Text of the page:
What Happens to Christian Theology if Evolution is True?
What happens to Christian theology if evolution is true? Perhaps the best way of exploring this question is keeping in mind that God is the author of both Scripture and the natural world, and so, ultimately, these can’t contradict each other.
What happens to Christian theology if evolution is true? Perhaps the best way of exploring this question is keeping in mind that God is the author of both Scripture and the natural world, and so, ultimately, these can’t contradict each other. Of course in our human attempts to do theology and to do science, sometimes we get things wrong. That’s why we need a healthy conversation between the two, to help correct human error made along the way and so understand both Books better.
God’s book of Nature contains substantial evidence that the universe is old, that life developed over billions of years, and that humans are related to other life on earth though a common ancestor.
These discoveries have caused Christians to rethink how they understand some theological doctrines. But it is important to remember that the core doctrines of our faith are not at stake here. But discoveries in genetics do show that today’s human beings, did not descend from a single original couple, but rather from a group of early humans. Adam and Eve could still be real historical people, perhaps a pair chosen by God who represented the whole group in a first act of disobedience. Or perhaps the Adam and Eve account tells the story of all of us falling into sin. Either way, we know that every human has rebelled against God and is in need of reconciliation with God.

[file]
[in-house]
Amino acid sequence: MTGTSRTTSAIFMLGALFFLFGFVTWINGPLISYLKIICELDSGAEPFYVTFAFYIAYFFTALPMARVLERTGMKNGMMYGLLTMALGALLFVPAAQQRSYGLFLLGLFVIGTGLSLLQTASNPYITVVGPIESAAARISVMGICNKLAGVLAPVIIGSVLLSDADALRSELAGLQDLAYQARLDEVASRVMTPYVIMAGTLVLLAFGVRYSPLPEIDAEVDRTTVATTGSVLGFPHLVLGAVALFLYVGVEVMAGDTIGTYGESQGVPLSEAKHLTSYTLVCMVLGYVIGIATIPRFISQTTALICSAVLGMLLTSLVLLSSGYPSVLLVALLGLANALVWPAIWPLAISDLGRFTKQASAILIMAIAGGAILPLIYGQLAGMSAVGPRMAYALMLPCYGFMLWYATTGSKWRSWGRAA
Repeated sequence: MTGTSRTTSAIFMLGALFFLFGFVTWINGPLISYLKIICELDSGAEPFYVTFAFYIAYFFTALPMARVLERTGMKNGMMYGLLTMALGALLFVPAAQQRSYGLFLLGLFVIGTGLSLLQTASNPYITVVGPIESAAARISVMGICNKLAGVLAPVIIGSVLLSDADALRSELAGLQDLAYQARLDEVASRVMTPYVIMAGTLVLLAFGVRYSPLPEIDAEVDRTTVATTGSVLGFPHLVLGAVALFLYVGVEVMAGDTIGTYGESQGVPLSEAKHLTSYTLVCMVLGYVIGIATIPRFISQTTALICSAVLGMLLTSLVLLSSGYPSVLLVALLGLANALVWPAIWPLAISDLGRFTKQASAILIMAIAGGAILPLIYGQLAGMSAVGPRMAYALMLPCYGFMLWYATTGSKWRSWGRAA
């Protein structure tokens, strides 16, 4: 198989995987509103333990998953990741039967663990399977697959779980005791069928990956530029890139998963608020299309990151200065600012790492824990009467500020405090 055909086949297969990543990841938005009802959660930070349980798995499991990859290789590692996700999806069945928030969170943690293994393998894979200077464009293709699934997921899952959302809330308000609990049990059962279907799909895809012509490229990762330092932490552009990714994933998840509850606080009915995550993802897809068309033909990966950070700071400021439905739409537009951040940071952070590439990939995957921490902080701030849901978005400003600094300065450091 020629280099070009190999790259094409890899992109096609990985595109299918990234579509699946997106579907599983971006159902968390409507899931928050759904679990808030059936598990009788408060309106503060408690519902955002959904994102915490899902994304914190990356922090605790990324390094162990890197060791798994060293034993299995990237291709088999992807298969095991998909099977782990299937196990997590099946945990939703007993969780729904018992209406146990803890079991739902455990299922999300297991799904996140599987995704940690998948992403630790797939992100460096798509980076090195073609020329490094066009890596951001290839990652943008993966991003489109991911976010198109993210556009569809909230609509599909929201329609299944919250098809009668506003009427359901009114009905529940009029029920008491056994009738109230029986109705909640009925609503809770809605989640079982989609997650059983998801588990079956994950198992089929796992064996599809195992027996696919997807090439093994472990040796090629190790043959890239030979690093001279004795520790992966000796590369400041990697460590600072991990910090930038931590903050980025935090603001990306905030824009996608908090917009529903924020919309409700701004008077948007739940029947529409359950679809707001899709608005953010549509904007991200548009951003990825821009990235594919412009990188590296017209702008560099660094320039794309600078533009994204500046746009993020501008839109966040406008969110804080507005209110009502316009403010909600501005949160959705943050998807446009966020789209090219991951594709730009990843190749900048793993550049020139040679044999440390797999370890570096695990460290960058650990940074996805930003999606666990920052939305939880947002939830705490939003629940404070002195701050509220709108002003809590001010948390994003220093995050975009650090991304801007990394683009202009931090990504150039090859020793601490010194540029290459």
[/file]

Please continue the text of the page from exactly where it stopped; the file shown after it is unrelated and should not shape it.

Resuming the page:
Evolution raises other difficult questions like, “why was there so much death and suffering in the world prior to human sin?” Some people point to Romans 5 and claim that there could not have been any death before human sin, and therefore evolution is wrong. But that passage is clearly speaking of human death. The more difficult question is why God would choose to create through a lengthy process that involves so much animal death and suffering. At one level, we suspect that like Job we’ll never fully understand the secret ways of God.
But keep in mind that while evolution raises some theological questions, in other ways it fits well with what we know of God’s character from the Bible:
- God rarely acts swiftly, but seems to savor the process of creating over long periods of time.
- God partners with creation in bringing about his goals, rather than doing everything directly himself.
- God designed a process that favors cooperation and fosters moral development, such as greater parental care and altruism.
Of course this doesn’t clear up everything. There is a lot of hard work involved in theology’s conversation with evolution. At BioLogos, we’re committed to this work, sponsoring this important conversation.